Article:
Classic & Sports Car – A decade of development: the McLaren MP4-12C at 10
‘The 12C was a 90% car: one that deeply impressed, but didn’t have that final level of calibration to knit everything together’

The suspension used dampers that were hydraulically and diagonally interlinked.

The target was limousine-like ride quality, which explains why Dennis claimed that his Mercedes SL was a personal benchmark, as well as the McLaren F1.

There’s no question this car soaks up imperfections spookily well, which again increases your confidence to attack the road.

Classic & Sports Car – A decade of development: the McLaren MP4-12C at 10
Classic & Sports Car – A decade of development: the McLaren MP4-12C at 10
A more intricate design for the MP4-12C’s wheels (left), while the 720S has a more spidery design and eye-catching calipers

A reliable source told me that a MercedesV8 was considered, but it was 12mm too long to fit McLaren’s new architecture so a bespoke unit was designed, to be constructed by Ricardo.

With a 3.8-litre capacity, twin turbochargers and a flat-plane crank, it initially gave 592bhp at 7000rpm and 443lb ft of torque from 3-7000rpm and Dennis claimed that it had the lowest CO2-per-bhp of any car, at 279g/km – another slightly odd if laudable target for a supercar.

The engine was paired with a seven-speed, dual-clutch ‘seamless shift’ transmission.

Classic & Sports Car – A decade of development: the McLaren MP4-12C at 10
According to McLaren, just 9% of parts are carried over between the 12C and the 720S

The slightly lighter, more powerful McLaren had the upper hand over the Ferrari on paper, but in tests the 12C fell short of its rival, and the focus on numbers was partly to blame – perhaps a legacy of a race team obsessed with lap times.

I wrote one of the very first MP4-12C group tests for Car, and the McLaren’s trick suspension broke at Rockingham test track – “human error” said Dennis, rather brilliantly.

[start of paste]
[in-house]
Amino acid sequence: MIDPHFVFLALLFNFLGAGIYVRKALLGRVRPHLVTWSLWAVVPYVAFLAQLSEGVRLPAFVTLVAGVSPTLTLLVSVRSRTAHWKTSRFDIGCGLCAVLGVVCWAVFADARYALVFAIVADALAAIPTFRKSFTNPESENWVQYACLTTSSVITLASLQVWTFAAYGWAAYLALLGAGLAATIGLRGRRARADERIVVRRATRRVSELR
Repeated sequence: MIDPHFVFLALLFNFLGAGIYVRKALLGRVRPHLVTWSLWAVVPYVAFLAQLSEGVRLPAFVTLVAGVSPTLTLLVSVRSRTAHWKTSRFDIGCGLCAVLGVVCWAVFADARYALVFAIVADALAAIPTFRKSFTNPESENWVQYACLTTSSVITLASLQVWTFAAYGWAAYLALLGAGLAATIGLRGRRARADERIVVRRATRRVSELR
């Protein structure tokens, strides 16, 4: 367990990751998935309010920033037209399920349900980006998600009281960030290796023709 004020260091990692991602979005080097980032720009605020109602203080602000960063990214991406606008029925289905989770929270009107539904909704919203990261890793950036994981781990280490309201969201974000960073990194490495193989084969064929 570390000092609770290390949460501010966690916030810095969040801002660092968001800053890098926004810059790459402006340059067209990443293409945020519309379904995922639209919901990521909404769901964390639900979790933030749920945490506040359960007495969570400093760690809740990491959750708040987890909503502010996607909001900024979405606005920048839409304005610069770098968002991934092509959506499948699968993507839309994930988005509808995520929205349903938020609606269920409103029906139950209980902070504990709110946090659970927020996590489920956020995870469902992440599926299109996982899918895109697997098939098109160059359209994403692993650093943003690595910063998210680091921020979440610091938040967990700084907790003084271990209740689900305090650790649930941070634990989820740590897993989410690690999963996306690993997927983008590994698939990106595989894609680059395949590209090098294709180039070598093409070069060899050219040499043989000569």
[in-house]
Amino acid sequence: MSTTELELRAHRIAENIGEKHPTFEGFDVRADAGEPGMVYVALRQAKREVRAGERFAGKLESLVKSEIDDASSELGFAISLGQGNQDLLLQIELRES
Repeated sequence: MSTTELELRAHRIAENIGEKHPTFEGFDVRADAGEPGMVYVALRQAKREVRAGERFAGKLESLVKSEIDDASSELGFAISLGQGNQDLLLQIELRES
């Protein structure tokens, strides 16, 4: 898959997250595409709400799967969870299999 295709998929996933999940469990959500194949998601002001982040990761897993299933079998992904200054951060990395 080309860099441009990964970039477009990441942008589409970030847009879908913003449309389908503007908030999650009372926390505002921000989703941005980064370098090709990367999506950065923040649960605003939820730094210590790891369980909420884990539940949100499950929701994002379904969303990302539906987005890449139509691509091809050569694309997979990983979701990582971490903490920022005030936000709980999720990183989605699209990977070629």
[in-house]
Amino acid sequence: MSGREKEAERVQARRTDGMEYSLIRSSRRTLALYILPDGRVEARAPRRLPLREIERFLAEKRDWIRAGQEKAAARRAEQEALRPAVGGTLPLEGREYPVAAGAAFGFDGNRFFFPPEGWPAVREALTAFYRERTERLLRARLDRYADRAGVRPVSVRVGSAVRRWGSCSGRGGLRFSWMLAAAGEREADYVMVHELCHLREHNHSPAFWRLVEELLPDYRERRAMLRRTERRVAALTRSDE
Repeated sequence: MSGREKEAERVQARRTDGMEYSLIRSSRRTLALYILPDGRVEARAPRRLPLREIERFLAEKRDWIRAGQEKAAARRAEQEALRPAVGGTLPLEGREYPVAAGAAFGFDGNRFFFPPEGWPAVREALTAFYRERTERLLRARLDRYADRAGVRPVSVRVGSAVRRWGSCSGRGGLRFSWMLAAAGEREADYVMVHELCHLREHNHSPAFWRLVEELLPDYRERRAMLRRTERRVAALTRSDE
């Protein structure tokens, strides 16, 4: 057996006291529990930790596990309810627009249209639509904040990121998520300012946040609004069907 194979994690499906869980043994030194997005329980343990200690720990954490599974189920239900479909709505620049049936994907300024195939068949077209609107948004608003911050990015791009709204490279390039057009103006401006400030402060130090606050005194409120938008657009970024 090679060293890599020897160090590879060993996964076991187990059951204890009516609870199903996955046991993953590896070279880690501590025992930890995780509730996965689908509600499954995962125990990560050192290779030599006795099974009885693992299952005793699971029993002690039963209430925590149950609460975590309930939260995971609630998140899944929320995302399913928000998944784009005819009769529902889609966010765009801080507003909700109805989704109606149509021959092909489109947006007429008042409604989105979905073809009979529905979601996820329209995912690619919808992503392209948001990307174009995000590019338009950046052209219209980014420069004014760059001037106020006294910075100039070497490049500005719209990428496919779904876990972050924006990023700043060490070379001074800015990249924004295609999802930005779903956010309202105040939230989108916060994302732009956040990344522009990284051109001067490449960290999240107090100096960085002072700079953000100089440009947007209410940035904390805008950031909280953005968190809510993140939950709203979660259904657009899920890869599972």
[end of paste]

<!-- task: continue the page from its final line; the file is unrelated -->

Even before that, the 12C felt like a 90% car: one with all the correct foundations, and that deeply impressed with its steering, ride and phenomenal thump of acceleration, but didn’t have that final level of calibration to knit everything together.

Classic & Sports Car – A decade of development: the McLaren MP4-12C at 10
Classic & Sports Car – A decade of development: the McLaren MP4-12C at 10
The influence of McLaren’s logo (left) on the MP4-12’s styling is clear

The power delivery was shunty, the brake-pedal feel poor, gearshifts lacked the visceral punch of the Ferrari and the clever chassis left you feeling a little seasick after a hard drive, perhaps because it didn’t behave in the way your mind expected.

But there was also a tendency for testers to focus on what McLaren had got wrong as they really put this car under the microscope.

Driving it today it feels agile and nimble, and the steering stands out with Lotus levels of feel and purity.

Classic & Sports Car – A decade of development: the McLaren MP4-12C at 10
The high-set exhausts are neatly integrated on the 12C

The helm is incredibly light, quick enough – if more measured in its rate of response than the flighty 458 – and you communicate with the road surface with an almost naked sense of detail that stops short of intrusive noise.